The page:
Monthly Archives: May 2014

Campus killings and misogyny

Campus Killings Set Off Anguished Conversation About The Treatment Of Women, via New York Times:

ISLA VISTA, Calif. — A deadly attack by a gunman obsessed by grievances toward women near the campus of the University of California, Santa Barbara, has touched off an anguished conversation here and on social media about the ways women are perceived sexually and the violence against them.

“If we don’t talk misogyny now, when are we going to talk about it?” asked Nancy Yang, a second-year global studies major, as she stood a few feet from a memorial created in the wake of the rampage on Friday night that left six people and the gunman dead and 13 wounded.

“Yes, we have to have compassion, and we don’t know what this perpetrator was going through, but there are underlying issues here,” she said. “We can’t do that without thinking about the way we talk about and speak to women. This act does not represent our campus at all, but at the same time there’s a palpable sense that there needs to be more dialogue about the factors that led to it.”

Even as students are still dealing with the shock of hearing gunshots in front of a local convenience store and seeing the dead and wounded bodies in the street, many here are urging others to consider the implications of the attack. And they are also thinking about the catcalls, leers and the fears of sexual violence that have them traveling in packs and carrying pepper spray in their purses.

Of course, they say, a lewd look is not the same as a sexual assault. An unwanted comment is not the same as a gunshot. But many women interviewed on this sun-splashed campus and commenting online said they believed that some of the attitudes toward women expressed by the gunman, Elliot O. Rodger, in his perverse manifesto of rage and frustration reflect some views that are echoed in the mainstream culture.

This conversation comes as college administrators nationwide are confronting increased attention, including from the White House, over reports of sexual abuse against female students.

For many women here, the attacks were like a nightmare caricature of the safety concerns they deal with regularly on a campus where a high-profile gang rape recently prompted widespread concerns about safety and where an outsize reputation for alcohol-fueled parties led some to wonder if the beachside campus culture in any way played into the violence.

In dozens of interviews, women voiced concerns about incessantly hearing jokes about rape or what physical features make a woman desirable. At some parties, several women said, their buttocks have been grabbed at the entry door.

“I do live in fear — this is a difficult part of our reality,” said Maddie Clerides, 19, a sophomore majoring in global studies. Ms. Clerides said she was not alone in her worries. After the shootings, many women left the campus in fear or at the urging of their parents.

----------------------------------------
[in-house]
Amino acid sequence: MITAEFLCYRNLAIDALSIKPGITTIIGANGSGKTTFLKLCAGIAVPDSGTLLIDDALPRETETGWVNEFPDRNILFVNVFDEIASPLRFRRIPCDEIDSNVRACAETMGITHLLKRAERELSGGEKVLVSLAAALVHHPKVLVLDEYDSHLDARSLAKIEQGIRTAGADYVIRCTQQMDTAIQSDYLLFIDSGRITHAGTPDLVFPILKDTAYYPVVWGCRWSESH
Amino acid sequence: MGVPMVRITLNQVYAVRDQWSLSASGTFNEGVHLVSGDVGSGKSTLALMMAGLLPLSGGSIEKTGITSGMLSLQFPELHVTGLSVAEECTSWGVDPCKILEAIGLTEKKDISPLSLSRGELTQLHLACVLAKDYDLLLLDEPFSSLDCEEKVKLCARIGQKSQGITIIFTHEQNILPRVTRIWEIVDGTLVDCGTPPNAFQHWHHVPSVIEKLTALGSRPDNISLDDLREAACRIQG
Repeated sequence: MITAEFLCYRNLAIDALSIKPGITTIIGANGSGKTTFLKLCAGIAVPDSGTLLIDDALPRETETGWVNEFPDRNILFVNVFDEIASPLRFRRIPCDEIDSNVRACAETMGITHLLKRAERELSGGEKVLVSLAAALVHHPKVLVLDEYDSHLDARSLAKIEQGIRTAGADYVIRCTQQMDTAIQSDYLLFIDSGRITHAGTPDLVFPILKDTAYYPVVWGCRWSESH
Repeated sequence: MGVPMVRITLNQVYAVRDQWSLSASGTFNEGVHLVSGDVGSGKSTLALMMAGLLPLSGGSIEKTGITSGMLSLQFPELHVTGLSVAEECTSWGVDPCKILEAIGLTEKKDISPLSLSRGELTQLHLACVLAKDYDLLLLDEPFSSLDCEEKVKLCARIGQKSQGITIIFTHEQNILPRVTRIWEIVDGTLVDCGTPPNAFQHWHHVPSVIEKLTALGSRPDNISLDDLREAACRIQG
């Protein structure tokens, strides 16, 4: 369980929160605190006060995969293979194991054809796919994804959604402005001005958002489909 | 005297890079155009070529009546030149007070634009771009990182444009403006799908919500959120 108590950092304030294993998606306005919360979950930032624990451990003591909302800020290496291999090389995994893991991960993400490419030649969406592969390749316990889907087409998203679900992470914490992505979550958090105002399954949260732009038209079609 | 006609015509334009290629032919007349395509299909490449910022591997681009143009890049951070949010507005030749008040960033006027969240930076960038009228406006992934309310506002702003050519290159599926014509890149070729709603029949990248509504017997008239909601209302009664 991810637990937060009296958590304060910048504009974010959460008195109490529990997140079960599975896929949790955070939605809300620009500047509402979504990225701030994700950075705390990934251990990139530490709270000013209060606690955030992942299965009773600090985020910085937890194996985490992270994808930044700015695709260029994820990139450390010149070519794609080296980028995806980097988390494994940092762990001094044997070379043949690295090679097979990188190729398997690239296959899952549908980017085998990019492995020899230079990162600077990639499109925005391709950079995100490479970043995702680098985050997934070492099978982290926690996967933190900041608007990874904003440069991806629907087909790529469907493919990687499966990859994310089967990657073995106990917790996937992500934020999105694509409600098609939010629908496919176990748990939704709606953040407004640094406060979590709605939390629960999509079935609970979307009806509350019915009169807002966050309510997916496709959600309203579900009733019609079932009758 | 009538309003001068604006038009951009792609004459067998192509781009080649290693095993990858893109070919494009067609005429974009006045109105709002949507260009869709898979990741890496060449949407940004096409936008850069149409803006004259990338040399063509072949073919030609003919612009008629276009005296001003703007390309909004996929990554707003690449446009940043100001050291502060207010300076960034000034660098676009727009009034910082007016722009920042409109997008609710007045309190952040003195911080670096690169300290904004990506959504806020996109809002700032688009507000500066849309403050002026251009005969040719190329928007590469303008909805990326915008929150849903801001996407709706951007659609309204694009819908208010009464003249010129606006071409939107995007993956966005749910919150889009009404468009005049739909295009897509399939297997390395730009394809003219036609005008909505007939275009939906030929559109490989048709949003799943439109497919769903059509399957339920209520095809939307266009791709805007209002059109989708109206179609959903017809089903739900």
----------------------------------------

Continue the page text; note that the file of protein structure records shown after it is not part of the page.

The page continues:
“We don’t walk in groups because we like being in cliques; we have real concerns,” she said. “We’re doing everything we can to be safe, but there’s no doubt that this is scary. We don’t invite this on ourselves by the way we look.”

The conversations have also exploded on social media, with hundreds of thousands of people using the hashtag #yesallwomen to discuss violence against women and reveal deep-seated feelings of anger and horror at the sexual expectations and violence directed at women.

On Twitter and Facebook, women voiced their own experiences with verbal and physical harassment and abuse. There were postings from some who said they wore fake wedding rings to avoid advances from men and others who said that saying no to a man “was only the start of negotiation.”

Several others wrote about being told by boyfriends and husbands that they deserved being abused. They spoke of law enforcement and school administrators ignoring pleas for help.

One woman began using the hashtag on Saturday as a response to the hashtag #notallmen, which had been used to argue that men should not be universally portrayed as sexist aggressors. So yes, women on social media said over and over again, not all men are harassers, but all women have experienced such harassment.

Even as the hashtag continued to be one of the top trends on Twitter on Monday, used with more than one million postings, there was considerable backlash, with some saying it portrayed men unfairly and urging a more universal message. The user credited with beginning the hashtag apparently shut down her account after saying that she had been repeatedly harassed online over the weekend.

Jill Dunlap, a director of the Women’s Center at the University of California, Santa Barbara, said that she hoped the online discussions would help fuel a wider dialogue on campus.

“This whole conversation is about acknowledging that, yes, women have gone very far, but there is still real inequity,” Ms. Dunlap said. “It has just been accepted as fact that women cannot walk alone at night. Now people are saying, ‘Well that’s not really fair, that’s not what we call equality.’ We’re seeing more people say you don’t have to accept it or be polite. It opens up a conversation of how to really change cultural expectations.”

Still, many here suspected that such conversations would not come easily from all corners of campus. Ariana Richmond, a sophomore with a double major in global and feminist studies, organized a march on Monday morning to voice anger about Friday’s attack and, she wrote in an invitation to classmates, “all other acts of violence and disrespect towards womyn that have taken place this year.”